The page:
Introduction Poor nutritional status might impact in unintentional weight loss and decreased muscle mass and strength. The levels of physical fitness (PF) is a predictor of chronic diseases in future years. Also, evaluation of fitness is an essential factor for duty in occupations which are sensitive to time and emergency reaction. Since there is no literature that study the association between dietary patterns and the PF level in physically strenuous occupations, the aim of this study was to examine the relationship between dietary patterns and the PF level in military staffs.
Methods This cross-sectional study was carried out in military zones of Iran. Typical dietary intakes were assessed by using a semi-quantitative food-frequency questionnaire. Mediterranean diet (MD) score and healthy diet indicator (HDI) score were calculated. PF tests were designed to test the muscular strength, endurance and cardiovascular respiratory fitness (CRF).
Results Mean age of participants was 33.03±4.65 in the study. Referring to the performance in the PF tests, there was a correlation between tertiles of MD (OR 4.37, p=0.048) and HDI (OR 5.21, p=0.019) scores and suitable PF level in the crude and confounder adjusted models. Also, a negative relationship was found between body mass index and waist circumference with fitness score.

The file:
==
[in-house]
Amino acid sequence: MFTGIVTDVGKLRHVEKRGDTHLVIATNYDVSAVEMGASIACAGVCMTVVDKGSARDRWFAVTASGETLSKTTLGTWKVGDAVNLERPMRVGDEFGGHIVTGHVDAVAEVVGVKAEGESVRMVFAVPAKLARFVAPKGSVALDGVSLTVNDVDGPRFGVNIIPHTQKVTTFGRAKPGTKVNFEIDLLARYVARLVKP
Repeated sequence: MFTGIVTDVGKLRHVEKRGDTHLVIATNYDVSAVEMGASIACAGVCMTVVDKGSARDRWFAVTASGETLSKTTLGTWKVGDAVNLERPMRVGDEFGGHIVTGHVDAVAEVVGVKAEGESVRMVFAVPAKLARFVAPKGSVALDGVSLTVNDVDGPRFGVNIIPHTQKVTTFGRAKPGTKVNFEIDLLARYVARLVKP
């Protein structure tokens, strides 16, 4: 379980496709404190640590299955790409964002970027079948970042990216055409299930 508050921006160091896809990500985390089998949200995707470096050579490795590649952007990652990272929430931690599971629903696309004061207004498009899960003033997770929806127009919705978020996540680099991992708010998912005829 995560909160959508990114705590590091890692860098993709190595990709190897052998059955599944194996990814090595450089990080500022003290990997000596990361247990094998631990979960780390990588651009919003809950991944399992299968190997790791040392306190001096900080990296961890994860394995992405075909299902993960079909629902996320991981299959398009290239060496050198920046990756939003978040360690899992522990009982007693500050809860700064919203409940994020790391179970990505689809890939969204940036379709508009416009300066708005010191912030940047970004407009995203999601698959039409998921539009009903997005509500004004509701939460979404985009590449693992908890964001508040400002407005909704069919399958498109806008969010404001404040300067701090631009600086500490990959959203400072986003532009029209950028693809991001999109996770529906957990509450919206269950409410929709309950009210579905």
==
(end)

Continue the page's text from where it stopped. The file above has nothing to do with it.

Conclusions We concluded that accompanying a medium or high adherence to a healthy dietary pattern will have an impact on good level of PF and will result in a better working power and long-term health consequences among physically strenuous occupations.
- nutrition & dietetics
- public health
- sports medicine
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Contributors RG, MT and KP were involved in conceptualising the research proposal. RG, HR, AAE, MN and KP participated in data analysis and manuscript drafting. All authors read and approved the final manuscript.
Funding The authors have not declared a specific grant for this research from any funding agency in the public, commercial or not-for-profit sectors.
Competing interests None declared.
Patient consent for publication Not required.
Ethics approval The protocol of this study was approved by the ethics committee of Baqiyatallah University of Medical Sciences, Tehran, Iran (No. IR.BMSU.REC.1398.067).
Provenance and peer review Not commissioned; externally peer reviewed.
Data availability statement No data are available.
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